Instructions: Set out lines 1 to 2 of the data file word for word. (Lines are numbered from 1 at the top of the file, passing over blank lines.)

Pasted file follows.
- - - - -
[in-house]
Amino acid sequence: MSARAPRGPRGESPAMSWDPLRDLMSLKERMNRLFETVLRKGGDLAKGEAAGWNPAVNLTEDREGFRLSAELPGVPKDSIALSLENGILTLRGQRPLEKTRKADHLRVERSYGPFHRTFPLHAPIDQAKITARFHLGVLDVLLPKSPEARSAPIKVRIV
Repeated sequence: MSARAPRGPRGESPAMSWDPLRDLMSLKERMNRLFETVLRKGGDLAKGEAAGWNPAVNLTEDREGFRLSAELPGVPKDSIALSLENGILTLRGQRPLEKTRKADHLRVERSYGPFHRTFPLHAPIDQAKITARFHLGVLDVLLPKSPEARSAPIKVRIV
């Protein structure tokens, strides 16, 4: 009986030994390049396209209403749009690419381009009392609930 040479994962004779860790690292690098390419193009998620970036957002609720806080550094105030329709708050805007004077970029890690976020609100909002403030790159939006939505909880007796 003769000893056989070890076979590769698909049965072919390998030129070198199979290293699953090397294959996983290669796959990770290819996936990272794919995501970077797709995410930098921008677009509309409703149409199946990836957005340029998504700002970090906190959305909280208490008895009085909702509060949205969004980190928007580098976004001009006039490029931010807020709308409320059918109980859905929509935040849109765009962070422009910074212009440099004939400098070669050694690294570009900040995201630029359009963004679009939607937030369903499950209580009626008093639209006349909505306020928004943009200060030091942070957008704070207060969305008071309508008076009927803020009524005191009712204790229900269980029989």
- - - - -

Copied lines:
[in-house]
Amino acid sequence: MSARAPRGPRGESPAMSWDPLRDLMSLKERMNRLFETVLRKGGDLAKGEAAGWNPAVNLTEDREGFRLSAELPGVPKDSIALSLENGILTLRGQRPLEKTRKADHLRVERSYGPFHRTFPLHAPIDQAKITARFHLGVLDVLLPKSPEARSAPIKVRIV